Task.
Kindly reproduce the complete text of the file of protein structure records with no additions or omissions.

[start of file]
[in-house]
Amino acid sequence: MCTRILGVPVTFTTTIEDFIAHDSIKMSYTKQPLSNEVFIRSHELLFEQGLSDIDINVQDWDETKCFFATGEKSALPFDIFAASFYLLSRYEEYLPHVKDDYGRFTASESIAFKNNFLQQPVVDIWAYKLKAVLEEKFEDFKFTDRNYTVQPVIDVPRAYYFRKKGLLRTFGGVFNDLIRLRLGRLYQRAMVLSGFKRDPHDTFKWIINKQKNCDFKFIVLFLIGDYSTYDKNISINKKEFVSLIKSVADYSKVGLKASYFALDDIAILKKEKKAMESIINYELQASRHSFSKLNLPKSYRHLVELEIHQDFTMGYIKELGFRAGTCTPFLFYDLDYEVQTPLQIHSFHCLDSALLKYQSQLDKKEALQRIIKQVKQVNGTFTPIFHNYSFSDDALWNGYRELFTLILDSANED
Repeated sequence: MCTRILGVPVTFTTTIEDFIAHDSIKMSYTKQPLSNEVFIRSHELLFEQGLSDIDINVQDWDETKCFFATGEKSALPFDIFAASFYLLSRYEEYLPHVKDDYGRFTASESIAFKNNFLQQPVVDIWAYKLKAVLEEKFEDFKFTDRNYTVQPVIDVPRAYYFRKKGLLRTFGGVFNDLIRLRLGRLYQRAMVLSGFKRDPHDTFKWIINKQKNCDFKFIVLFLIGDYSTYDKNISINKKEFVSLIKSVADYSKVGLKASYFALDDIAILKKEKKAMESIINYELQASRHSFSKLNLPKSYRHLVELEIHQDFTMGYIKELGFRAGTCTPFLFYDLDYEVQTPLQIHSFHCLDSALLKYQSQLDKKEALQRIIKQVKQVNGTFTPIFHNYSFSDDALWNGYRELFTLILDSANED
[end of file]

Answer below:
[in-house]
Amino acid sequence: MCTRILGVPVTFTTTIEDFIAHDSIKMSYTKQPLSNEVFIRSHELLFEQGLSDIDINVQDWDETKCFFATGEKSALPFDIFAASFYLLSRYEEYLPHVKDDYGRFTASESIAFKNNFLQQPVVDIWAYKLKAVLEEKFEDFKFTDRNYTVQPVIDVPRAYYFRKKGLLRTFGGVFNDLIRLRLGRLYQRAMVLSGFKRDPHDTFKWIINKQKNCDFKFIVLFLIGDYSTYDKNISINKKEFVSLIKSVADYSKVGLKASYFALDDIAILKKEKKAMESIINYELQASRHSFSKLNLPKSYRHLVELEIHQDFTMGYIKELGFRAGTCTPFLFYDLDYEVQTPLQIHSFHCLDSALLKYQSQLDKKEALQRIIKQVKQVNGTFTPIFHNYSFSDDALWNGYRELFTLILDSANED
Repeated sequence: MCTRILGVPVTFTTTIEDFIAHDSIKMSYTKQPLSNEVFIRSHELLFEQGLSDIDINVQDWDETKCFFATGEKSALPFDIFAASFYLLSRYEEYLPHVKDDYGRFTASESIAFKNNFLQQPVVDIWAYKLKAVLEEKFEDFKFTDRNYTVQPVIDVPRAYYFRKKGLLRTFGGVFNDLIRLRLGRLYQRAMVLSGFKRDPHDTFKWIINKQKNCDFKFIVLFLIGDYSTYDKNISINKKEFVSLIKSVADYSKVGLKASYFALDDIAILKKEKKAMESIINYELQASRHSFSKLNLPKSYRHLVELEIHQDFTMGYIKELGFRAGTCTPFLFYDLDYEVQTPLQIHSFHCLDSALLKYQSQLDKKEALQRIIKQVKQVNGTFTPIFHNYSFSDDALWNGYRELFTLILDSANED